Samples of trout (Salmo trutta L.) were taken from four rivers in the
Conwy system, North Wales: the Roe and the Nant-y-goron, which support sea trout stocks, and the Iwrch and Machno which are situated above impassable waterfalls and contain resident trout. Tissue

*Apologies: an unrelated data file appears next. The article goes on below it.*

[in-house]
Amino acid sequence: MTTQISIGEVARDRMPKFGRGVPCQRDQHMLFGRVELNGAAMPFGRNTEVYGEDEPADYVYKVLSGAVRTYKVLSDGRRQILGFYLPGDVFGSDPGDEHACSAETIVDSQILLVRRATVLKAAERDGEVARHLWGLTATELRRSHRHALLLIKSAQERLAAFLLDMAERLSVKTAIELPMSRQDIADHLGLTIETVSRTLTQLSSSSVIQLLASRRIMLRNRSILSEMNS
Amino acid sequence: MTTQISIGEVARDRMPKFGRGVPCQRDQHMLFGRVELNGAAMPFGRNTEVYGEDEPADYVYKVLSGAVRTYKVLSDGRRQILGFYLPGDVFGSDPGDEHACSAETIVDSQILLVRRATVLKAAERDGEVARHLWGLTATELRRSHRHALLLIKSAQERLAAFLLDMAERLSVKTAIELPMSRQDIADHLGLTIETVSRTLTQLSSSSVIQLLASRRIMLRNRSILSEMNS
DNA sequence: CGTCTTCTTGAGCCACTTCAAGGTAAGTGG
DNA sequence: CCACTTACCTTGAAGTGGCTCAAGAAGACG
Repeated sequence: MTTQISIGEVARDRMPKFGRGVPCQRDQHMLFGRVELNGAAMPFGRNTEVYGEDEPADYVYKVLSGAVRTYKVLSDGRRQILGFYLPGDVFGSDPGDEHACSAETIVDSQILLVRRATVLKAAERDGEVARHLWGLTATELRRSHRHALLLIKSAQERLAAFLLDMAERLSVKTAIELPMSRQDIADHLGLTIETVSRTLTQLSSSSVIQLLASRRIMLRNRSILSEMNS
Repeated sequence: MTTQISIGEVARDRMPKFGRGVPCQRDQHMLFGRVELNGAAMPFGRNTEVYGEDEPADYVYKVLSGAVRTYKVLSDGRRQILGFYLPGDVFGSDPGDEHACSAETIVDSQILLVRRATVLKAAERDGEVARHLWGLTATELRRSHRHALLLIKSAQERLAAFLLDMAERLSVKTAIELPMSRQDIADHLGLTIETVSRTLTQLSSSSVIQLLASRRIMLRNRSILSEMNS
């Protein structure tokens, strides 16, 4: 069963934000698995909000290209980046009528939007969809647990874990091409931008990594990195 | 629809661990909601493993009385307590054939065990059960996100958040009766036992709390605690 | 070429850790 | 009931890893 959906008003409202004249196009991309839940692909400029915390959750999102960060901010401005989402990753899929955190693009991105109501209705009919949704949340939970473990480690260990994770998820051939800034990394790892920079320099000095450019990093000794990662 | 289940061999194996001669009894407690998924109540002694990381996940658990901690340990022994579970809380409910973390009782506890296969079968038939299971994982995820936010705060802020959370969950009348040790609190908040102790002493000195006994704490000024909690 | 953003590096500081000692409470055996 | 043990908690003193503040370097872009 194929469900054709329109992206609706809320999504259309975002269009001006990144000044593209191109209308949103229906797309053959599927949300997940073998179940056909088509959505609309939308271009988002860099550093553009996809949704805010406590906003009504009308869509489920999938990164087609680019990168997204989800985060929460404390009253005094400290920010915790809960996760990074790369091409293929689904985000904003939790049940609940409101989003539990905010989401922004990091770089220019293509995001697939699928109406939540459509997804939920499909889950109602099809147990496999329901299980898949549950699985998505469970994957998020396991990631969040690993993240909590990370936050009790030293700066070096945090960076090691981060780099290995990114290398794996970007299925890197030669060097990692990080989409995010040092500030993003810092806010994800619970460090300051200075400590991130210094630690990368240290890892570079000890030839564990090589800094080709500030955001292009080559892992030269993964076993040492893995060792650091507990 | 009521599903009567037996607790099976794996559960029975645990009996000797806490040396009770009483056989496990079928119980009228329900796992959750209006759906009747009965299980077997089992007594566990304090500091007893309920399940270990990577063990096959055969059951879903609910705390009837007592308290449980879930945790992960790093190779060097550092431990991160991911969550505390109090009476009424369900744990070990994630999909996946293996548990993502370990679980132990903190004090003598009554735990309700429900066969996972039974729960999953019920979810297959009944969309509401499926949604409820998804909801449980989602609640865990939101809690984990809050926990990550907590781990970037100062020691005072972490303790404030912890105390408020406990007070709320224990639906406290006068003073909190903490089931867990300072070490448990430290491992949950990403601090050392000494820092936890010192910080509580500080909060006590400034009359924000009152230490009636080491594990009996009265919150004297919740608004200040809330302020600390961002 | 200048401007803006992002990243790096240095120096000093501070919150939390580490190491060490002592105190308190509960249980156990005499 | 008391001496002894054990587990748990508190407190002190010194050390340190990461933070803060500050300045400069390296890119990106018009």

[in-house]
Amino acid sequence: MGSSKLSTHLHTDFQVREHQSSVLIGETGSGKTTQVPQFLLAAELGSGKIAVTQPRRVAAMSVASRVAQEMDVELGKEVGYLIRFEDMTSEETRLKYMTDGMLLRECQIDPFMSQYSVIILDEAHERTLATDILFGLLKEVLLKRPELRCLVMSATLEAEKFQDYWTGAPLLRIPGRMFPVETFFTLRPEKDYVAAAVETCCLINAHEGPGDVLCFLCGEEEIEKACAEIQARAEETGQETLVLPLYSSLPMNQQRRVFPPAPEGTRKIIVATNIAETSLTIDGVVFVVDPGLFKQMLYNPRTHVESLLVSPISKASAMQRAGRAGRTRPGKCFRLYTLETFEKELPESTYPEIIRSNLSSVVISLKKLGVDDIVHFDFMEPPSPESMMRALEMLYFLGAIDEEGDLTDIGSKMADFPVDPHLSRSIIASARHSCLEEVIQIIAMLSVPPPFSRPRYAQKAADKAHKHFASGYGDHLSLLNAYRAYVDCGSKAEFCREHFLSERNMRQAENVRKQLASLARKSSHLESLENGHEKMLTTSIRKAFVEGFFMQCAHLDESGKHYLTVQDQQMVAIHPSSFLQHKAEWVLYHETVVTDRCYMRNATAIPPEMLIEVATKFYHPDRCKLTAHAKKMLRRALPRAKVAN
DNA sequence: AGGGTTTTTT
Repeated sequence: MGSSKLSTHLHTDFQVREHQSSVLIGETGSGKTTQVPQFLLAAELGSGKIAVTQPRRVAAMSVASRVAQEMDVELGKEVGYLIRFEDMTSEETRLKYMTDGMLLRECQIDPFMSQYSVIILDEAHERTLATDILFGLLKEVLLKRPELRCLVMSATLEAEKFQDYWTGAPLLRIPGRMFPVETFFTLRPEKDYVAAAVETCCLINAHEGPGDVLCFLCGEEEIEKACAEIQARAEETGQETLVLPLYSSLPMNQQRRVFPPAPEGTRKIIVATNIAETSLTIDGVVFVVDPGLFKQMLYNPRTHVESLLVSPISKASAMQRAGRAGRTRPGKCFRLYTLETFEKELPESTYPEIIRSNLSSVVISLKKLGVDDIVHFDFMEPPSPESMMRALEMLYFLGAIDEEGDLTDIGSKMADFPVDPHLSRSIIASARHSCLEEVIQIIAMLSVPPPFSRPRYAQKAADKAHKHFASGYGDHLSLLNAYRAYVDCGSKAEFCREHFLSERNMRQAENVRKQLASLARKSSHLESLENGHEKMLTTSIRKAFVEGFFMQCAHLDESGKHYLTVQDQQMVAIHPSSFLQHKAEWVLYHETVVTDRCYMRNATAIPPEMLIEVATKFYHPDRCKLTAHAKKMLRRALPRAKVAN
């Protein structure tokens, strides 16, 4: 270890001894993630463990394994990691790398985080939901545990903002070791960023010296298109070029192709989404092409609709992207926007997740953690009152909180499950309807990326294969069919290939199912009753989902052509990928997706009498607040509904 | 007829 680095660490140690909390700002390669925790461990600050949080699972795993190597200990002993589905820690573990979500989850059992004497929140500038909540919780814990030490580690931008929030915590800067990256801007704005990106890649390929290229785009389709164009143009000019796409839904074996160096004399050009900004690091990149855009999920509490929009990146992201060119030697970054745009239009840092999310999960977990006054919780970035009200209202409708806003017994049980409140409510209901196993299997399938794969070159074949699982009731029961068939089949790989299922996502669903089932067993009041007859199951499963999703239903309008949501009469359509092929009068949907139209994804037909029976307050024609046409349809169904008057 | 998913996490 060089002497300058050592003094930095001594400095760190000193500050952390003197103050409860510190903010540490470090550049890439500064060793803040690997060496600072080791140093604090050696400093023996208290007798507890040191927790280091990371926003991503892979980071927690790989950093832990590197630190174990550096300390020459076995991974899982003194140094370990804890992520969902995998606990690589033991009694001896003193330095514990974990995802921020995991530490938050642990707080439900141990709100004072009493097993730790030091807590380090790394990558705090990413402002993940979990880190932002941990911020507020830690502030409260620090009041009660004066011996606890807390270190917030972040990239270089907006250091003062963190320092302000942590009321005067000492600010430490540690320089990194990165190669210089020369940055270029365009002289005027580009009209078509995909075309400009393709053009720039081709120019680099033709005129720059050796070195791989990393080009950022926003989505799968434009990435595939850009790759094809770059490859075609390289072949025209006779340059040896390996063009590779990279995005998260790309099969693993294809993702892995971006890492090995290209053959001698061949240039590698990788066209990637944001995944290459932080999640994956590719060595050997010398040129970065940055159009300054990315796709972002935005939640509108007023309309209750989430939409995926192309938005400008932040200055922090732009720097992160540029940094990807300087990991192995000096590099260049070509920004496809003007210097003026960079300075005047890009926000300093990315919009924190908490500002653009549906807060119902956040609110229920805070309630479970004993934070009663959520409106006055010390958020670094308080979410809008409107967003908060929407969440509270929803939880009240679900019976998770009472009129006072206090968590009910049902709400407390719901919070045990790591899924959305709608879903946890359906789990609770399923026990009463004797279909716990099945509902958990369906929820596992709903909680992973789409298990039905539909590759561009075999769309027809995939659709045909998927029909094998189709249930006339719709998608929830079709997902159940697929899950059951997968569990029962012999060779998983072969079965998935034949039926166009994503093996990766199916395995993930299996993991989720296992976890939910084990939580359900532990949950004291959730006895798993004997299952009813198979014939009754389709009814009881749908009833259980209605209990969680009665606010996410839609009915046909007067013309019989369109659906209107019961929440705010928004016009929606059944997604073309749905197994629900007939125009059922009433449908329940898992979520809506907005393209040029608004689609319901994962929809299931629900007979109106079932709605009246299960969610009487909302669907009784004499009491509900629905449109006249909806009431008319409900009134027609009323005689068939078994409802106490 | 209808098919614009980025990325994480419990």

samples from the fish were used in electrophoretic analysis of enzymes. Fourteen loci were scored of which six were polymorphic (Pgi-2, Gpd-2, Ldh-5, Mdh-2, Mdh-4 and Ck-2). Allele frequency data from these loci were used to test interpopulation heterogeneity, which indicated that the two upstream samples were probably reproductively isolated from each other and also from the downstream samples. Mean heterozygosity was generally lower in the upstream stocks compared with the sea trout populations. UPGMA cluster analysis based on Nei's genetic distance (D) revealed a clear dichotomy between those stocks above, and those below waterfalls. This was best explained by the presence of two strains of trout in the system. One strain, the resident trout occurring above impassable waterfalls, was characterized by high frequencies of the Ldh-5(100) allele, the other strain, principally consisting of sea trout, exhibited high frequencies of the Lhd-5(90) allele.